Becoming more positive is something that many of us want: who wouldn’t want to feel better and happier on a daily basis?
Today, I’m going to share a simple and powerful science-backed ritual that will help you to rewire your brain to see and benefit from the positive. It’s called See — Savor — Share.
It’s possible to rewire our brains due to something called neuroplasticity. This is our brain’s ability to create new neural pathways depending on the thoughts we have and the actions we take. Every time you think or do something, your brain’s neurons come together in a specific pattern, firing in a sequence. The more that happens, the more the neurons ‘wire’ together, becoming a new habit or default thought. The more you do something, the easier it becomes. Over time, the brain also sheds the neural connections that are no longer being used through a process called synaptic wiring. In a very real way, every action you take or thought you have matters, because it can either bring you closer the person you want to be — or take you further away.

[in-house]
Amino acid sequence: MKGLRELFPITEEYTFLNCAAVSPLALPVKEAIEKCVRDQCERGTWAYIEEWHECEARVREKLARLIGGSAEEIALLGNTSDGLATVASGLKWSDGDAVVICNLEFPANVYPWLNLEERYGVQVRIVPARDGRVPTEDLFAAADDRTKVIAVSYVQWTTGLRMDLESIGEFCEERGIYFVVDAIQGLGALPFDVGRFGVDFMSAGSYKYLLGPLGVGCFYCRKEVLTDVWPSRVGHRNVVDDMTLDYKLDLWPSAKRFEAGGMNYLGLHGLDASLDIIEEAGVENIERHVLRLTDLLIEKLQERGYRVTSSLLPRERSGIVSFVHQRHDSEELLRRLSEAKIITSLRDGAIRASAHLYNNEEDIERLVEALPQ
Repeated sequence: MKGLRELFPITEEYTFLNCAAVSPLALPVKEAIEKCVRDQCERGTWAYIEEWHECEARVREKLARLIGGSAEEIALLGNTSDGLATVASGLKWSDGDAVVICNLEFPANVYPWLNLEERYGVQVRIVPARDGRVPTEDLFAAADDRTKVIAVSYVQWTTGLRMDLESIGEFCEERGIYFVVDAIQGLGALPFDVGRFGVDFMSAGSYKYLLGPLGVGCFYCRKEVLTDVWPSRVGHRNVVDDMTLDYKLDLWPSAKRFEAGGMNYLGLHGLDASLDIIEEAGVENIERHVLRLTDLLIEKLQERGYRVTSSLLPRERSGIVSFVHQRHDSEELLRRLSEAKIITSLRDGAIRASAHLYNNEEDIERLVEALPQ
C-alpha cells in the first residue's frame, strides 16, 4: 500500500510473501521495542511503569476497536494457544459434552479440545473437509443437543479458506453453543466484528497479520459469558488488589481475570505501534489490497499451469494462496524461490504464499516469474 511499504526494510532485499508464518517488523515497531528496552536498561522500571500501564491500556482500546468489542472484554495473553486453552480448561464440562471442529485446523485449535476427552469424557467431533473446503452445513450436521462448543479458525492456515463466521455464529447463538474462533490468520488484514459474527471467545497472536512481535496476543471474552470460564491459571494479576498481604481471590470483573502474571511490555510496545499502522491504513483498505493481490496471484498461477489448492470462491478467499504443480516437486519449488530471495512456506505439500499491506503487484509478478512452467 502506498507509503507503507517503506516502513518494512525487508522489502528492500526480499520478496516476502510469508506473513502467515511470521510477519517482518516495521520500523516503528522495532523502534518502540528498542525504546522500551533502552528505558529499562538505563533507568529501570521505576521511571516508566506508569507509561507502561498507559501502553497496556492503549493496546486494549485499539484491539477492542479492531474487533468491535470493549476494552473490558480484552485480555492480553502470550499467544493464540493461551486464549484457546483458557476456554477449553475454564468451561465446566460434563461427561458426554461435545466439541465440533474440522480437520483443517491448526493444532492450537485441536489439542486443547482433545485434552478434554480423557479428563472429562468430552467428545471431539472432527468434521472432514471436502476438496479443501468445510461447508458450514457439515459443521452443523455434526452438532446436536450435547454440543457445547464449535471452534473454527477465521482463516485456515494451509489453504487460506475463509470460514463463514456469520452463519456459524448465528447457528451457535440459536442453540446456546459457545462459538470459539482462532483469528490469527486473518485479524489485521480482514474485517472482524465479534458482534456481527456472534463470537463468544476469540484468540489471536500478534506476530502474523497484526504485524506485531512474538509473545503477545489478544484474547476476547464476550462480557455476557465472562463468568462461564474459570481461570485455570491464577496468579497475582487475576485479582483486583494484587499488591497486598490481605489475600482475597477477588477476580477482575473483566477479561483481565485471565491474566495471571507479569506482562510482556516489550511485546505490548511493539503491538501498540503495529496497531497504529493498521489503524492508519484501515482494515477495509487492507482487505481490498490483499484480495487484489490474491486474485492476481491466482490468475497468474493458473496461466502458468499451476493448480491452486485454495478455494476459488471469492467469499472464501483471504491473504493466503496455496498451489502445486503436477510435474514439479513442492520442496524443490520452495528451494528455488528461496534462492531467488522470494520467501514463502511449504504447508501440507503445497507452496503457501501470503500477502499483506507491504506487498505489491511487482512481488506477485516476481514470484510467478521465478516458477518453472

If you use this ritual, it will rewire your brain to make positivity and optimism more of a default practice. It takes less than two minutes and can be done once, twice, twenty times a day. The more you do it, the more you will strengthen your neural pathways, making positivity the default way of looking at your life.
Our brains don’t need any help in finding the negatives. When you are not doing anything, your brain shifts into your ‘default network mode’. In this mode, it constantly scans your environment for threats and issues. Unfortunately, you can’t stop this — it happens at a subconscious level. What you can do is train ourselves to consciously look for the good that exists, too, to bring some balance back and benefit from the positive.
There are about a zillion things going on right now in this moment that you could pay attention to. But at any given moment, you can only focus on a few of them. (Scientists have estimated that we can only handle between 50 – 126 bits of information per second.) Your attention, which chooses what of these zillion things to focus on, is like a flashlight. Where you train your flashlight — what you choose to see — is one of the most important choices that you make throughout your day. I believe that one of the most important realisations we can ever have is the discovery that we have the power to move our flashlight around.
The first step in this ritual is to turn your flashlight to illuminate the beautiful, good, positive things in your life and in the world. (If you’re really struggling to find something, turn to nature.)
Stop right now, and shine your flashlight around at the room that you’re in, the people in your life, or on the work that you did this week. These beautiful and positive moments exist. They’re just not in the light right now. Choose to illuminate them and bring them into your awareness.